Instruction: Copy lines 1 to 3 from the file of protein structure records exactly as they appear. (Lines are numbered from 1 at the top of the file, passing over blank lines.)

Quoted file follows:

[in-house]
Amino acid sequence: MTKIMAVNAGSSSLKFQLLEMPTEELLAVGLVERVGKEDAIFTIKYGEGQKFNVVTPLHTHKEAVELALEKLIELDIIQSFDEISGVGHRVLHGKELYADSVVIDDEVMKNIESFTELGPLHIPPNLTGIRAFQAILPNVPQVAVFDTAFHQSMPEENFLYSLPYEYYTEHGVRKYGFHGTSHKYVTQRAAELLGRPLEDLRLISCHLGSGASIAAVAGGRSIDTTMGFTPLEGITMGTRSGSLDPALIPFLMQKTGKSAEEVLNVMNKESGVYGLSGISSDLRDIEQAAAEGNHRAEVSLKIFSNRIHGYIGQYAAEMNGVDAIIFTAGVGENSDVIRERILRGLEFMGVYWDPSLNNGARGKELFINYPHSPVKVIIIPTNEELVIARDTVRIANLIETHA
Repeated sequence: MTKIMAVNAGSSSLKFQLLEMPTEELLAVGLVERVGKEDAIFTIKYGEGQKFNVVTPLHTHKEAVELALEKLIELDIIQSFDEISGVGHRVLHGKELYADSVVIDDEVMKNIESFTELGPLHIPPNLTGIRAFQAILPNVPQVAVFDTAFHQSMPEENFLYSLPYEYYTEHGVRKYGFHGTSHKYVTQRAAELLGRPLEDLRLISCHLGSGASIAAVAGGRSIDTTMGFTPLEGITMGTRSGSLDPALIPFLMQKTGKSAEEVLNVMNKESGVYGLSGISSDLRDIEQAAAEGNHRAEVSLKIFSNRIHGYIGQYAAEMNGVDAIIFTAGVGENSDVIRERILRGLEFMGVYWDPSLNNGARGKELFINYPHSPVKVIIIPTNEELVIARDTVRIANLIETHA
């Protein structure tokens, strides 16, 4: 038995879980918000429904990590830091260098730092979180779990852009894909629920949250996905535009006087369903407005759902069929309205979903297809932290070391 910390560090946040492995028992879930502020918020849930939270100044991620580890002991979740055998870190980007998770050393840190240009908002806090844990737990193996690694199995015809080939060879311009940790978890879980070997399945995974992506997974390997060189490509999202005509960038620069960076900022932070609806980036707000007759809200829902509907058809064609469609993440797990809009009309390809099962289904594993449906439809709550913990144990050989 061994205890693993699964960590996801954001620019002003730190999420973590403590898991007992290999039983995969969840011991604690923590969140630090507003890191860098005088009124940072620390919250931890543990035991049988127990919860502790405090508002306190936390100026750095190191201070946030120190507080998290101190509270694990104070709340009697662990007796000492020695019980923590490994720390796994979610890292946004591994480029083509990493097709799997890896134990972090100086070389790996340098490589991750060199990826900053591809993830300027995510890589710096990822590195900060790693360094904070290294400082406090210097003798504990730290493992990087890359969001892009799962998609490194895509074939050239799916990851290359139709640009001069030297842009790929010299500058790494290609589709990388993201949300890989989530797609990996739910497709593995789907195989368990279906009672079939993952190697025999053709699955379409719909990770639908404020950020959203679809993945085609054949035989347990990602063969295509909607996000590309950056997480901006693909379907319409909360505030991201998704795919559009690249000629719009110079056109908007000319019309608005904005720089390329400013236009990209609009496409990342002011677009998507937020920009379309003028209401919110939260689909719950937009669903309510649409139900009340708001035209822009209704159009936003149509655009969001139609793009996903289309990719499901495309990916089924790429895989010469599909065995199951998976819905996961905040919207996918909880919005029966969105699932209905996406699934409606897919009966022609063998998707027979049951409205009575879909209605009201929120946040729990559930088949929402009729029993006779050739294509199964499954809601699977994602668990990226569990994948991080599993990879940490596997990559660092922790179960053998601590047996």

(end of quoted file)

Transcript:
[in-house]
Amino acid sequence: MTKIMAVNAGSSSLKFQLLEMPTEELLAVGLVERVGKEDAIFTIKYGEGQKFNVVTPLHTHKEAVELALEKLIELDIIQSFDEISGVGHRVLHGKELYADSVVIDDEVMKNIESFTELGPLHIPPNLTGIRAFQAILPNVPQVAVFDTAFHQSMPEENFLYSLPYEYYTEHGVRKYGFHGTSHKYVTQRAAELLGRPLEDLRLISCHLGSGASIAAVAGGRSIDTTMGFTPLEGITMGTRSGSLDPALIPFLMQKTGKSAEEVLNVMNKESGVYGLSGISSDLRDIEQAAAEGNHRAEVSLKIFSNRIHGYIGQYAAEMNGVDAIIFTAGVGENSDVIRERILRGLEFMGVYWDPSLNNGARGKELFINYPHSPVKVIIIPTNEELVIARDTVRIANLIETHA
Repeated sequence: MTKIMAVNAGSSSLKFQLLEMPTEELLAVGLVERVGKEDAIFTIKYGEGQKFNVVTPLHTHKEAVELALEKLIELDIIQSFDEISGVGHRVLHGKELYADSVVIDDEVMKNIESFTELGPLHIPPNLTGIRAFQAILPNVPQVAVFDTAFHQSMPEENFLYSLPYEYYTEHGVRKYGFHGTSHKYVTQRAAELLGRPLEDLRLISCHLGSGASIAAVAGGRSIDTTMGFTPLEGITMGTRSGSLDPALIPFLMQKTGKSAEEVLNVMNKESGVYGLSGISSDLRDIEQAAAEGNHRAEVSLKIFSNRIHGYIGQYAAEMNGVDAIIFTAGVGENSDVIRERILRGLEFMGVYWDPSLNNGARGKELFINYPHSPVKVIIIPTNEELVIARDTVRIANLIETHA